By Ed Reynolds
Gambling with a daring landing method, NASA plans to explore Mars with the largest, most sophisticated surface-roaming robot ever created.
Shortly after midnight on August 6, 2012, NASA will attempt another in a long history of successful outer- space engineering marvels. An unmanned spacecraft with the unsexy name of Mars Science Laboratory will complete its 8-month, 352 million mile, mission from Earth to Mars by setting a one-ton rover named Curiosity on the planet.
NASA has placed robots on Mars in the past, most notably the rovers Spirit and Opportunity in 2003 (Opportunity continues to function). Because neither of those rovers is bigger than a golf cart, large airbags were used to cushion the landings. Curiosity—which is as big as an automobile—will require a feat never attempted by the space agency, the lowering of a Mars rover using a rocket-equipped crane.
Upon arrival, the spacecraft will hurtle into the Martian atmosphere at 13,000 mph. Toward the end of a seven-minute descent to the planet’s surface, a parachute will unfurl when the spacecraft slows to 1,000 mph. It’s the strongest super-sonic parachute ever made, able to withstand forces generated at twice the speed of sound. The plunging spaceship will slow to 200 mph then a smaller spacecraft will be released from the parachuting vehicle. Powered by rocket engines that will allow the small craft to slowly descend to around 20 feet from the surface, several 21-foot long tethers will set Curiosity on Martian soil at 12:17 a.m. central time. Upon touchdown, the tethers will quickly be released and the spacecraft that serves as a crane will immediately fly away to crash far from Curiosity. A tiny camera on Curiosity will record the landing.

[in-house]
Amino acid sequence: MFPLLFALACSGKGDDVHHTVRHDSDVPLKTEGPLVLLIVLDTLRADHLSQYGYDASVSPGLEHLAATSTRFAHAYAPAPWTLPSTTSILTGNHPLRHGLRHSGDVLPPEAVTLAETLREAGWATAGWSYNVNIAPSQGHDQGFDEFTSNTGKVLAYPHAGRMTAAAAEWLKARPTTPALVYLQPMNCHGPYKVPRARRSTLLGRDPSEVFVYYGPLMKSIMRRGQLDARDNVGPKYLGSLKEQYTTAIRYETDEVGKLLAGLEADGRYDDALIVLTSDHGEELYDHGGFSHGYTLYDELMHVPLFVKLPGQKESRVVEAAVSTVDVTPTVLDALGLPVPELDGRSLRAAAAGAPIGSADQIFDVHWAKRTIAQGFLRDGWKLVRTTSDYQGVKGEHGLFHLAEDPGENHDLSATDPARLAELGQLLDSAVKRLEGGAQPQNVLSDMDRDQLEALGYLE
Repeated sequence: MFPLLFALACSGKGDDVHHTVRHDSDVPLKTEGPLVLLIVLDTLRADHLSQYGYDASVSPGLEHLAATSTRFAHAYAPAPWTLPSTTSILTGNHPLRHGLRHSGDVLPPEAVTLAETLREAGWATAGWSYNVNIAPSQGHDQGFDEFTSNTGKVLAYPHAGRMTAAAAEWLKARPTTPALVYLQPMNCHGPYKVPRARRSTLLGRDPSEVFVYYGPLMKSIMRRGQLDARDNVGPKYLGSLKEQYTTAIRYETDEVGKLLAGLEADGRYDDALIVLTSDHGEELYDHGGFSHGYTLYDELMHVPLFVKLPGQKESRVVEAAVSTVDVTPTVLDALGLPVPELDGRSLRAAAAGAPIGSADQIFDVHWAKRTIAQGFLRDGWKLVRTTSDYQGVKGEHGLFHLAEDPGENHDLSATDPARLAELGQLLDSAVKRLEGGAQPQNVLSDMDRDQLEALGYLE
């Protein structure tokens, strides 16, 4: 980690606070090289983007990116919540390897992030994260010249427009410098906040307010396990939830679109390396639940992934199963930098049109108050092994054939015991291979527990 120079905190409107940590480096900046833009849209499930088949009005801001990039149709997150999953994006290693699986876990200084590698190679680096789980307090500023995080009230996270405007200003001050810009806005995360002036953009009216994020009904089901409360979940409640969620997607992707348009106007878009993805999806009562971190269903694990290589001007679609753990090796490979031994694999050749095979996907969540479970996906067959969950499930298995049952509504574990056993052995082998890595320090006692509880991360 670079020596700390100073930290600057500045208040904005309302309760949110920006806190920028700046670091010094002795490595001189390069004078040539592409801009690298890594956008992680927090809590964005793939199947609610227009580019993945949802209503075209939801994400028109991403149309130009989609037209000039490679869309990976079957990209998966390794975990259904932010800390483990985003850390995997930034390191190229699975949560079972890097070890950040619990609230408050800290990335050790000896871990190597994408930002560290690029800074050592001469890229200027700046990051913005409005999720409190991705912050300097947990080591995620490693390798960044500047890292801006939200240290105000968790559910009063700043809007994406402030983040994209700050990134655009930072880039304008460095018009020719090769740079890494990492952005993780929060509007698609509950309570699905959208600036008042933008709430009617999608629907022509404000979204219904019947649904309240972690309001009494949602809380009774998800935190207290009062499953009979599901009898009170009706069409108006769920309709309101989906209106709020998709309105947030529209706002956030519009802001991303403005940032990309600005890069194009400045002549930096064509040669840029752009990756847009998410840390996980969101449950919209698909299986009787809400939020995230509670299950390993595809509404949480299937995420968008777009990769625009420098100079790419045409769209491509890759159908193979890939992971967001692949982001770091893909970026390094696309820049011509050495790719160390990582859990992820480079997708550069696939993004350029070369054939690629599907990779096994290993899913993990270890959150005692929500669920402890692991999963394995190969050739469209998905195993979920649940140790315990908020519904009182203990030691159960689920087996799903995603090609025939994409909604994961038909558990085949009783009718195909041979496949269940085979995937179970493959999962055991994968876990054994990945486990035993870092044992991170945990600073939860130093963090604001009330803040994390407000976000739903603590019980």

The mission is the latest in a string of unmanned Mars landings over the past five decades—some successful, some not. The Soviet Union’s Mars 2 lander crashed into the surface in 1971, the first man-made object to hit the planet. A few weeks later, Russia’s Mars 3 became the first spacecraft to land successfully. It communicated with Earth for only 14 seconds before dying. The first NASA spacecraft to land successfully on Mars was Viking 1 in 1976, followed by Viking 2 two weeks later. The first Viking communicated for 6 years, the second for two years.
Given the public’s short attention span, it comes as no surprise that America had little interest in sending people to Mars after the Apollo 11 Moon landing in 1969. Once we beat the Russians to the Moon, it was difficult to muster enthusiasm for further exploration. Mars was the next predicted frontier for astronauts, but political and public apathy ended those dreams. The post-Apollo rocket was the Space Shuttle, which generated little more than a ripple of excitement. The shuttle may be the most complex machine ever built, but it didn’t have the power to venture farther than low Earth orbit. Its most daring missions involved repairing the Hubble Space Telescope some 350 miles away. Otherwise, for the past 40 years astronauts have been performing tasks a mere 220 miles from Earth.
Since the Space Shuttle fleet was retired, the United States has not possessed a spacecraft capable of sending astronauts to the International Space Station.
NASA must instead purchase rides onboard Russian Soyuz rockets for $60 million per seat. (For comparison, each shuttle mission cost around $450 million.) For $2.5 billion, NASA will be sending a robot to explore Mars for two years. Not only should we learn more about Mars’ composition and perhaps discover evidence of past or present Martian life, the postcards that Curiosity will beam back to Earth are sure to be breathtaking.
Humans traveling on spaceships may be romantic and exciting, but it’s NASA’s unmanned missions that have been the most thrilling in recent decades. The New Horizons spacecraft was launched by NASA in 2006 and will fly past Pluto in 2015. Orbiting space telescopes are looking billions of miles into the distance to uncover the universe’s past. The Voyager 1 craft that was launched in 1977 to fly past and study Jupiter and Saturn is now at the edge of our solar system. Within the next three years, it will be the first man-made object to enter interstellar space (the space between star systems in a galaxy).
So, stay up late on August 5 and visit www.nasa.gov to follow the mission. If all goes as planned, you’ll witness another phenomenal leap by mankind. To view the five-minute preview video “Curiosity’s Seven Minutes of Terror“. &
Originally published in Black & White Magazine July 26, 2012